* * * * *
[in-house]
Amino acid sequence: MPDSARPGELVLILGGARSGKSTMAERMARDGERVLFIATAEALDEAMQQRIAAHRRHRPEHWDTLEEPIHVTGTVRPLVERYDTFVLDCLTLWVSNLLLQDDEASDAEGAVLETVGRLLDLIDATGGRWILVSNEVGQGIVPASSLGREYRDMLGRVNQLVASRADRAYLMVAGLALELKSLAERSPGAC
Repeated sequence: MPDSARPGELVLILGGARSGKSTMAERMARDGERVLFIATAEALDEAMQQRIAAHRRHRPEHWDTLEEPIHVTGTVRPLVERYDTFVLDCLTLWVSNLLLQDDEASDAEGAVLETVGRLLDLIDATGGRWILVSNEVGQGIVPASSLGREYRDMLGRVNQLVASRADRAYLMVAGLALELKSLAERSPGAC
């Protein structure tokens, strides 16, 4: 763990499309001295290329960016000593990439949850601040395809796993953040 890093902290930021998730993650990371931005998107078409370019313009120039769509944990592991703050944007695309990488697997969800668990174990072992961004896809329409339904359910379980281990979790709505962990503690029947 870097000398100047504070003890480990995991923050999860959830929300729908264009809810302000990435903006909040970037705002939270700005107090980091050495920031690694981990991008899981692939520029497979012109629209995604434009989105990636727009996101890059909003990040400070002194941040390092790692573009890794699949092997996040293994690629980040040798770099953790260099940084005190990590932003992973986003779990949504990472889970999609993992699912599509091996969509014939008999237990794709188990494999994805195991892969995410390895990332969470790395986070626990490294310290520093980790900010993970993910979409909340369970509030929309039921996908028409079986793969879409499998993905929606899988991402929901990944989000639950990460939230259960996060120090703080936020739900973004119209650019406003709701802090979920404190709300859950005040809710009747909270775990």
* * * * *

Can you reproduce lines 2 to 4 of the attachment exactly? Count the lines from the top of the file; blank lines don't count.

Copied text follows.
Amino acid sequence: MPDSARPGELVLILGGARSGKSTMAERMARDGERVLFIATAEALDEAMQQRIAAHRRHRPEHWDTLEEPIHVTGTVRPLVERYDTFVLDCLTLWVSNLLLQDDEASDAEGAVLETVGRLLDLIDATGGRWILVSNEVGQGIVPASSLGREYRDMLGRVNQLVASRADRAYLMVAGLALELKSLAERSPGAC
Repeated sequence: MPDSARPGELVLILGGARSGKSTMAERMARDGERVLFIATAEALDEAMQQRIAAHRRHRPEHWDTLEEPIHVTGTVRPLVERYDTFVLDCLTLWVSNLLLQDDEASDAEGAVLETVGRLLDLIDATGGRWILVSNEVGQGIVPASSLGREYRDMLGRVNQLVASRADRAYLMVAGLALELKSLAERSPGAC
């Protein structure tokens, strides 16, 4: 763990499309001295290329960016000593990439949850601040395809796993953040 890093902290930021998730993650990371931005998107078409370019313009120039769509944990592991703050944007695309990488697997969800668990174990072992961004896809329409339904359910379980281990979790709505962990503690029947 870097000398100047504070003890480990995991923050999860959830929300729908264009809810302000990435903006909040970037705002939270700005107090980091050495920031690694981990991008899981692939520029497979012109629209995604434009989105990636727009996101890059909003990040400070002194941040390092790692573009890794699949092997996040293994690629980040040798770099953790260099940084005190990590932003992973986003779990949504990472889970999609993992699912599509091996969509014939008999237990794709188990494999994805195991892969995410390895990332969470790395986070626990490294310290520093980790900010993970993910979409909340369970509030929309039921996908028409079986793969879409499998993905929606899988991402929901990944989000639950990460939230259960996060120090703080936020739900973004119209650019406003709701802090979920404190709300859950005040809710009747909270775990």